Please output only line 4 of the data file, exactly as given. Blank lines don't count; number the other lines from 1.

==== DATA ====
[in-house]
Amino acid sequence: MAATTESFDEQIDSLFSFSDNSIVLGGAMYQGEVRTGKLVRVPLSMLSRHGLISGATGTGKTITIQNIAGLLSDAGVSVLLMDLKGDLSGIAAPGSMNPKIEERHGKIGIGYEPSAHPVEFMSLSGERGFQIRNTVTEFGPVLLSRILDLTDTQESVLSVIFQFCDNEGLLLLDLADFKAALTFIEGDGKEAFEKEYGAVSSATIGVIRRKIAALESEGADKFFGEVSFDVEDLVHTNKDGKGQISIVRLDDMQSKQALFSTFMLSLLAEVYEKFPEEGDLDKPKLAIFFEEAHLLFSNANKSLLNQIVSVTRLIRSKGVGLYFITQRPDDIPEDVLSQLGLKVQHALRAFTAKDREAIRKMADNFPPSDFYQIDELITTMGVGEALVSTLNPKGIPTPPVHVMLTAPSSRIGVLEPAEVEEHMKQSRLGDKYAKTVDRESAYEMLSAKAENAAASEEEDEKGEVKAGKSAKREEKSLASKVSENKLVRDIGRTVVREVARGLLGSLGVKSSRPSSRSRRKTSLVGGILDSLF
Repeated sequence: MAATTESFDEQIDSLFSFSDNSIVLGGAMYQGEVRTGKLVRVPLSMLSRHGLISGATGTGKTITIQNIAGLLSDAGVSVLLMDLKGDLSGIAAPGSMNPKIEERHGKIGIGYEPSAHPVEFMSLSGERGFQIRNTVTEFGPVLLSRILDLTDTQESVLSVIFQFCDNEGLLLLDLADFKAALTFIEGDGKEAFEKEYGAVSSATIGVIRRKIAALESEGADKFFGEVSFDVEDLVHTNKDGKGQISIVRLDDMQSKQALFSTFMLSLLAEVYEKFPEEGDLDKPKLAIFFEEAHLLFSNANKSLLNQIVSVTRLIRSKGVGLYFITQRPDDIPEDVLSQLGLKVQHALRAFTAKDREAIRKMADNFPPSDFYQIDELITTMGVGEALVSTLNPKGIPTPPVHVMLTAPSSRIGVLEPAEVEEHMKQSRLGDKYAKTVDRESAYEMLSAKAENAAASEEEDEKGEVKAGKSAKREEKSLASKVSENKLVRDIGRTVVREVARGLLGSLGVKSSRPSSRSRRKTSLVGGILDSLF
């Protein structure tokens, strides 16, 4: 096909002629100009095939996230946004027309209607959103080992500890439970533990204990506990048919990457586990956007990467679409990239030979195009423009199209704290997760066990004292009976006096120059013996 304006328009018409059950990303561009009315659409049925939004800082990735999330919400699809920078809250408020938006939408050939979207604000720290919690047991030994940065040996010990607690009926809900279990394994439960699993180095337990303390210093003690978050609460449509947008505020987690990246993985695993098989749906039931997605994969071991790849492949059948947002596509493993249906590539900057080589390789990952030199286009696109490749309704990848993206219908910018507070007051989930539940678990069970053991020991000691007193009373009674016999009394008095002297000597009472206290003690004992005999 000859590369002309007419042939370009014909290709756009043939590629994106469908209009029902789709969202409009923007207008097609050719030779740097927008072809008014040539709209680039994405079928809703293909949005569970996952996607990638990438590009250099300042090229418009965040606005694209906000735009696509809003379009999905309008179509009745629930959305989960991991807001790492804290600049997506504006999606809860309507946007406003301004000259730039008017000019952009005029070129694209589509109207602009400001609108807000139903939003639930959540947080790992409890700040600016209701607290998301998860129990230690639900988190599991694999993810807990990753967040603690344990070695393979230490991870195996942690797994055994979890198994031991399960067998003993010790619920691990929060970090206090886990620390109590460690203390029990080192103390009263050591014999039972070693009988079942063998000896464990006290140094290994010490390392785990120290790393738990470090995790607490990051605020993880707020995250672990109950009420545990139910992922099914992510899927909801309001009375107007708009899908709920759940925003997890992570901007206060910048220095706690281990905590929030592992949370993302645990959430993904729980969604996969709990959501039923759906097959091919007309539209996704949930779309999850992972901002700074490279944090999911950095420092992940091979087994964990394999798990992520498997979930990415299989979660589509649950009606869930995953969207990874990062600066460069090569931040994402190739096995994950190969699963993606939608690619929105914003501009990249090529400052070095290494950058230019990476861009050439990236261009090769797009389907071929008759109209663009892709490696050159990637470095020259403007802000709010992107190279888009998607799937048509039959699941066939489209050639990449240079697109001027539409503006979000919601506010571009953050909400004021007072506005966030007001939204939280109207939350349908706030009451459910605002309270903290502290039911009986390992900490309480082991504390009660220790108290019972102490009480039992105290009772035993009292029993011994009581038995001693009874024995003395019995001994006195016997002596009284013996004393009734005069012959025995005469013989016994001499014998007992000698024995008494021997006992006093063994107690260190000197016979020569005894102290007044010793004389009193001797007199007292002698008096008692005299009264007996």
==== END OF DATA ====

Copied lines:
């Protein structure tokens, strides 16, 4: 096909002629100009095939996230946004027309209607959103080992500890439970533990204990506990048919990457586990956007990467679409990239030979195009423009199209704290997760066990004292009976006096120059013996 304006328009018409059950990303561009009315659409049925939004800082990735999330919400699809920078809250408020938006939408050939979207604000720290919690047991030994940065040996010990607690009926809900279990394994439960699993180095337990303390210093003690978050609460449509947008505020987690990246993985695993098989749906039931997605994969071991790849492949059948947002596509493993249906590539900057080589390789990952030199286009696109490749309704990848993206219908910018507070007051989930539940678990069970053991020991000691007193009373009674016999009394008095002297000597009472206290003690004992005999 000859590369002309007419042939370009014909290709756009043939590629994106469908209009029902789709969202409009923007207008097609050719030779740097927008072809008014040539709209680039994405079928809703293909949005569970996952996607990638990438590009250099300042090229418009965040606005694209906000735009696509809003379009999905309008179509009745629930959305989960991991807001790492804290600049997506504006999606809860309507946007406003301004000259730039008017000019952009005029070129694209589509109207602009400001609108807000139903939003639930959540947080790992409890700040600016209701607290998301998860129990230690639900988190599991694999993810807990990753967040603690344990070695393979230490991870195996942690797994055994979890198994031991399960067998003993010790619920691990929060970090206090886990620390109590460690203390029990080192103390009263050591014999039972070693009988079942063998000896464990006290140094290994010490390392785990120290790393738990470090995790607490990051605020993880707020995250672990109950009420545990139910992922099914992510899927909801309001009375107007708009899908709920759940925003997890992570901007206060910048220095706690281990905590929030592992949370993302645990959430993904729980969604996969709990959501039923759906097959091919007309539209996704949930779309999850992972901002700074490279944090999911950095420092992940091979087994964990394999798990992520498997979930990415299989979660589509649950009606869930995953969207990874990062600066460069090569931040994402190739096995994950190969699963993606939608690619929105914003501009990249090529400052070095290494950058230019990476861009050439990236261009090769797009389907071929008759109209663009892709490696050159990637470095020259403007802000709010992107190279888009998607799937048509039959699941066939489209050639990449240079697109001027539409503006979000919601506010571009953050909400004021007072506005966030007001939204939280109207939350349908706030009451459910605002309270903290502290039911009986390992900490309480082991504390009660220790108290019972102490009480039992105290009772035993009292029993011994009581038995001693009874024995003395019995001994006195016997002596009284013996004393009734005069012959025995005469013989016994001499014998007992000698024995008494021997006992006093063994107690260190000197016979020569005894102290007044010793004389009193001797007199007292002698008096008692005299009264007996």